Olaparib monotherapy for previously treated pancreatic cancer with DNA damage repair genetic alterations other than germline BRCA variants findings from 2 phase 2 nonrandomized clinical trials

Milind Javle, Einat Shacham-Shmueli, Lianchun Xiao, Gauri Varadhachary, Naama Halpern, David Fogelman, Ben Boursi, Syeda Uruba, Ofer Margalit, Robert A. Wolff, Talia Golan

Research output: Contribution to journalArticlepeer-review

Abstract

IMPORTANCE The subtype of pancreatic ductal adenocarcinoma cancer (PDAC) with DNA damage repair (DDR) deficiency from BRCA1/2 variants has a favorable prognosis and is sensitive to platinum analogues and poly-(adenosine diphosphate-ripose) polymerase (PARP) inhibition with olaparib. Approximately 10% to 20% of patients with PDAC have DDR genetic alterations other than germline BRCA variants. This population has been termed as having BRCAness. An opportunity exists to define the clinical phenotype, molecular underpinnings, and effectiveness of PARP inhibitors for this population. OBJECTIVE To examine the therapeutic effectiveness of the PARP inhibitor olaparib for patients with pancreatic cancer with BRCAness. DESIGN, SETTING, AND PARTICIPANTS Two parallel phase 2 nonrandomized clinical trials were conducted from November 11, 2016, to October 2, 2018, among 46 patients in Israel and Texas to determine the effectiveness of olaparib as monotherapy in advanced, previously treated PDAC with BRCAness. Inclusion criteria were treatment with 1 or more prior systemic therapies for advanced PDAC, Eastern Cooperative Oncology Group performance status of 0 to 1, and lack of the germline BRCA1/2 variant. BRCAness in these studies was defined as previously known DDR genetic alterations (DDR-GAs), personal or family history of BRCA-associated cancers (without DDR-GAs), or ATM protein loss as determined by immunohistochemistry. MAIN OUTCOMES AND MEASURES The primary study end point was the objective response rate, and the secondary end points were progression-free survival and overall survival (OS). RESULTS Forty-eight patients were enrolled, and 46 (26 women [57%]; mean [SD] age, 65.5 [11.1] years) were evaluable. The median treatment duration with olaparib was 3.0 months (interquartile range, 1.8-6.4 months). A total of 24 patients had the DDR phenotype (DDR-GAs), 17 had a family history of BRCA-associated cancers without DDR-GAs, and 5 had ATM loss as determined by immunohistochemistry. The DDR-GAs included ATM (n = 14), PALB2 (n = 2), ARID1A (n = 3), BRCA somatic (n = 1), PTEN (n = 1), RAD51 (n = 1), CCNE (n = 1), and FANCB (n = 2). Common toxic effects were grade 1 to 2 anemia, fatigue, anorexia, and nausea. One patient had a confirmed partial response (2%), 33 patients experienced stable disease (72%), of whom 11 (24%) experienced disease stability longer than 4 months and 12 patients had progressive disease (26%). The response duration for the patient with confirmed partial response was 3.9 months. Median progression-free survival was 3.7 months (95% CI, 2.9-5.7) and was significantly higher for patients with DDR-GAs (5.7 months; 95% CI, 3.6-8.8 months; P =.008) and platinum-sensitive PDAC (4.1 months; 95% CI, 3.6-7.8 months; P =.01). The estimated median OS was 9.9 months (95% CI, 7.6-16.1 months) in the study and 13.6 months (95% CI, 9.69 to not reached) in the prespecified DDR-GA cohort. CONCLUSIONS AND RELEVANCE The definition of the BRCAness phenotype in PDAC may be limited to patients harboring DDR-GAs. In these 2 phase 2 nonrandomized clinical trials, olaparib was well tolerated and showed limited antitumor activity in patients with advanced, platinum-sensitive PDAC with DDR-GAs. These conclusions suggest a potential therapeutic opportunity for a subset of patients with PDAC.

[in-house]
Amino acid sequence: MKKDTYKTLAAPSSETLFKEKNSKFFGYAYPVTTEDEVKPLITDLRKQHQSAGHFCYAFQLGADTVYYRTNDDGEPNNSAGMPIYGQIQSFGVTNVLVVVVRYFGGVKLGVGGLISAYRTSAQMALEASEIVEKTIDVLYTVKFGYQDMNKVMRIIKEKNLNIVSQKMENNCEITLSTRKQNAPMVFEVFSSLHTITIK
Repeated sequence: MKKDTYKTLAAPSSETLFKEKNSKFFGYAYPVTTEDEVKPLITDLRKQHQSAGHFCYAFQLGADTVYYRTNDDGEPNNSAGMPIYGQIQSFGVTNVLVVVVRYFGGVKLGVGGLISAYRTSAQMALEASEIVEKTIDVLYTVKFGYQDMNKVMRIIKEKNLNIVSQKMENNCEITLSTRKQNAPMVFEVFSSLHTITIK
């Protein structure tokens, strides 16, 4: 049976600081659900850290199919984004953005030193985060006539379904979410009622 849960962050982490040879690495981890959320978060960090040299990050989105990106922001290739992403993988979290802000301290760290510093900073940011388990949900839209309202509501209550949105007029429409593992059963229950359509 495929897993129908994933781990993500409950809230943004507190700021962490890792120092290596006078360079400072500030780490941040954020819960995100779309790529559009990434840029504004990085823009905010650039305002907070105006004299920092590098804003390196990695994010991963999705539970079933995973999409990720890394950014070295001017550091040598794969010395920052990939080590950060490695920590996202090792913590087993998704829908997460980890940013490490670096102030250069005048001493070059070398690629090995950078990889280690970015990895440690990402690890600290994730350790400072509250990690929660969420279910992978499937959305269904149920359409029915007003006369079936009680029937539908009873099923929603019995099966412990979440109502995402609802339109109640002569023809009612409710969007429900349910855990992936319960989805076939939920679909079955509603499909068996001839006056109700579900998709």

Original languageEnglish
Pages (from-to)693-699
Number of pages7
JournalJAMA Oncology
Volume7
Issue number5
DOIs
StatePublished - May 2021
Externally publishedYes

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